- Posted by Awara
- On November 16, 2017
- Comments 0
- Views: 628
One of the latest publications by the Russian regulator Roskomnadzor clarified some issues of processing personal data by online stores – https://rkn.gov.ru/news/rsoc/news51712.htm (Russian).
According to the Federal Law “On Personal Data” (or the Data Protection Law), personal data of Russian citizens must be collected and processed only with their consent, unless otherwise established by law. Thus, online stores must obtain such consent in any legal relationship with their visitors which requires the use of their personal data, except for the cases when such legal relationship is considered a public offer or any other form of contractual relations.
Does this affect other websites?
Despite the fact that Roskomnadzor released the above-mentioned clarifications with respect to online stores, most websites (including corporate blogs, landing pages, etc.) must comply with the Data Protection Law. If the visitor’s data you received via website (e.g., a filled-out contact form, account registration, newsletter subscription, etc.) appears to be personal data of Russian citizens, and there exists no contract between your organization and the personal data subjects, and you intend to process, store and use this data – the Russian law considers you a personal data operator. Most personal operators must notify Roskomnadzor of their activities (we will elaborate on this later).
What does the term “personal data” mean in Russia?
According to the law, personal data is defined as any information directly or indirectly related to an identified or identifiable individual (personal data subject).
Not a very comprehensive and clear definition, if you ask us.
The response from the Ministry of Communications doesn’t give much either:
“A more accurate definition of personal data, including the creation of a defined list of personal data, does not appear feasible. The law does not imply any clarifications of this term by additional regulations.”
In 2015, Head of Roskomnadzor, Alexander Zharov, gave an interview to Lenta.ru and defined personal data as “a set of information that allows establishing your identity. Alternatively, if you have already been identified, the required data refers exactly to you without any errors. For example, a photo, full name, phone number and e-mail address allow identification of a person rather accurately. However, a photo and name “Olya” can’t be considered personal data; the same goes for a lone e-mail address or phone number. It is the set of data that is important.”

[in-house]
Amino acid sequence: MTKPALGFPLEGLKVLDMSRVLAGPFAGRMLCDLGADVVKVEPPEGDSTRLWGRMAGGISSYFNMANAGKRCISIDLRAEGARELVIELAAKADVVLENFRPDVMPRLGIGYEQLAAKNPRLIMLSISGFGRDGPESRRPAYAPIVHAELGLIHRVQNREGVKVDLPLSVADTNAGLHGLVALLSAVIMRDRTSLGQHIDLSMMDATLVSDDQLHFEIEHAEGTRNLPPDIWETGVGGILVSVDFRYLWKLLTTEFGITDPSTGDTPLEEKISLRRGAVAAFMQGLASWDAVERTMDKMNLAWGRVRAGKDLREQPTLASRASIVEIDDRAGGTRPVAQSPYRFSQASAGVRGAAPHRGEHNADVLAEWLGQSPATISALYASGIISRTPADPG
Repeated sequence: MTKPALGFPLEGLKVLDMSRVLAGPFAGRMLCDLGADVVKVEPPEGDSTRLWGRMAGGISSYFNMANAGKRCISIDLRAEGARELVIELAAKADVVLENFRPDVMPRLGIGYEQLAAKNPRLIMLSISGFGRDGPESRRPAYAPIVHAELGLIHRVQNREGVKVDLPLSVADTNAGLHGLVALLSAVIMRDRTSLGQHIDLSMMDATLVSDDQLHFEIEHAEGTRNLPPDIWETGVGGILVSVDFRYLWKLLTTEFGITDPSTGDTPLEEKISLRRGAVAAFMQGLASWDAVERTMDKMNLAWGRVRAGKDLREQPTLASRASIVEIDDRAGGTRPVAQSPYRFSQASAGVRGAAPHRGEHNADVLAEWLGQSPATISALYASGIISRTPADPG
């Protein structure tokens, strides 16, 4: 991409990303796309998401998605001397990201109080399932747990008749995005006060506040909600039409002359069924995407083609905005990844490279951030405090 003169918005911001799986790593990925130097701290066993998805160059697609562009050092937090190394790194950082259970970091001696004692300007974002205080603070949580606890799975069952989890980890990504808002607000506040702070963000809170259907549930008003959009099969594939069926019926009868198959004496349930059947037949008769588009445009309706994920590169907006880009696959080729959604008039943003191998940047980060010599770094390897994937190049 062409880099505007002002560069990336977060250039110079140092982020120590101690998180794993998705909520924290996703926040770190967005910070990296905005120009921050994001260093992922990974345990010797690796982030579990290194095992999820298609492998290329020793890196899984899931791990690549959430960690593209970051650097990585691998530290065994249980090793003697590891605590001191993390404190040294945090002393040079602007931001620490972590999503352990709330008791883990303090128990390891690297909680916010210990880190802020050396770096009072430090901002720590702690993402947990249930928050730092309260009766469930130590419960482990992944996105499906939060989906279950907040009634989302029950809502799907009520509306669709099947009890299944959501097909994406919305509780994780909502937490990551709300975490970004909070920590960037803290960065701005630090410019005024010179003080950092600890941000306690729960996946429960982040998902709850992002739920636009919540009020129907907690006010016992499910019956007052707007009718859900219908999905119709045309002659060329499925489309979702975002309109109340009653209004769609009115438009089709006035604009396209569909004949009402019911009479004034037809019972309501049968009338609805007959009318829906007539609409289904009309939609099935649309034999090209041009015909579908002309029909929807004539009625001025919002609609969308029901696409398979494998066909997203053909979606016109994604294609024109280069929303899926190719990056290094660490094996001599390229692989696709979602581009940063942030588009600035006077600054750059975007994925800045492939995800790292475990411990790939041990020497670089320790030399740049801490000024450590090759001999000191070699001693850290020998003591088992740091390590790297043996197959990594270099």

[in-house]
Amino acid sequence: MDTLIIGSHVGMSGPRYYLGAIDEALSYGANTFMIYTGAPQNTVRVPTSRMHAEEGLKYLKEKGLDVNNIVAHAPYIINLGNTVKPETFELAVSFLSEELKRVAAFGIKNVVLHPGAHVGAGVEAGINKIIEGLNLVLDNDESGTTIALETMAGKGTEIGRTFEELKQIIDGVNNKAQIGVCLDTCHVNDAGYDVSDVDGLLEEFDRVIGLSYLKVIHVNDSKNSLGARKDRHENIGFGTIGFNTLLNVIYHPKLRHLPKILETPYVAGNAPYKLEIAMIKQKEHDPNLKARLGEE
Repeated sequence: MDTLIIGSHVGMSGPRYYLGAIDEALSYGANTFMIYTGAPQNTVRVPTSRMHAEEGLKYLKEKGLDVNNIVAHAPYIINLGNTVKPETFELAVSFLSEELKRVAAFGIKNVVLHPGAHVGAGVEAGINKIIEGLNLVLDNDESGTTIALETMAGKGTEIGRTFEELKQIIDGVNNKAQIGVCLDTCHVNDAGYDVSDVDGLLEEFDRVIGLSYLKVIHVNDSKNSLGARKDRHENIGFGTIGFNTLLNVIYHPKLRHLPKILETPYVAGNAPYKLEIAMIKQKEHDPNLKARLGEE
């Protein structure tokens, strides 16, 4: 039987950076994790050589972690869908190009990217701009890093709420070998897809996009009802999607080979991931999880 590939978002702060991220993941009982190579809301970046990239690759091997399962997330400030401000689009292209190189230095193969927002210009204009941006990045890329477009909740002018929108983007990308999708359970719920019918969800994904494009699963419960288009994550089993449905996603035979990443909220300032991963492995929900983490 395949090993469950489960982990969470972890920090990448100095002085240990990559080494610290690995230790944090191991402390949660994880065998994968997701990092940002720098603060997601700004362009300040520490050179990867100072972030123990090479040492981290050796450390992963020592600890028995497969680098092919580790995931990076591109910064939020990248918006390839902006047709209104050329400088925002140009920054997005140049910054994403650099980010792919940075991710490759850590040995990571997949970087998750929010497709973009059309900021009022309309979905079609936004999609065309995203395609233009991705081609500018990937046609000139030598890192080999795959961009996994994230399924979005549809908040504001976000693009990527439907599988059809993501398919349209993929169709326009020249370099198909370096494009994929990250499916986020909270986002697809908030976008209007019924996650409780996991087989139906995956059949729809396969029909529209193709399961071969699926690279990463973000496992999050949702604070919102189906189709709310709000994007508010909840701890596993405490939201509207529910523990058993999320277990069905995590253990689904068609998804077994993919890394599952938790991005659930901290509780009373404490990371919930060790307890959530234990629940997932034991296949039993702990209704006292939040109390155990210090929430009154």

Nevertheless, there is no approved list of what – or in what combination – must be considered personal data. Russian lawyers endlessly argue on this matter, using certain precedents or logical conclusions as their argumentation. Based on their conclusions, we suggest referring to this list of personal data:
- Full Name
- Date and place of birth
- Passport details
- Marital status, social status, and property status
- Website visitor behavior data
- Cookie files
- Geolocation data
- Link to social media profile
What are personal data operators required to do?
If your company is a personal data operator, you must draft and publish on your website the document defining the policy regarding the processing of personal data (which we will discuss further on).
You should also keep in mind the rules of personal data localization. To make a long story short, personal data of Russian citizens must be stored on servers located within the territory of Russia.
Note that an “A” record in DNS doesn’t always indicate the real server location. For example, there might be a situation when this “A” record indicates a Russian gateway server connected to a German hosting server via VPN. If you want to be 100% sure of your website server location, we advise sending a request to your hosting provider.
Beyond that, make sure your company is listed in the register of personal data operators. You can check it here. If you haven’t yet had your company added to the register, you must submit a notification via the Roskomnadzor website, make a copy of this notification, add the executive’s signature and corporate seal, and send it to your local Roskomnadzor office.
Websites owners that process personal data don’t have to notify Roskomnadzor in cases when:
- personal data of visitors is processed only under labor law;
- a contract has been concluded with the data subject, and provided that such data is not being distributed or transferred to third parties;
- personal data has been made publicly accessible by the data subject;
- you have been assigned to process personal data on behalf of a third party (the operator that is responsible for personal data processing) on the basis of a contract;
- you obtain only a full name of the data subject (without any additional information)
What must be included in the Data Processing Policy?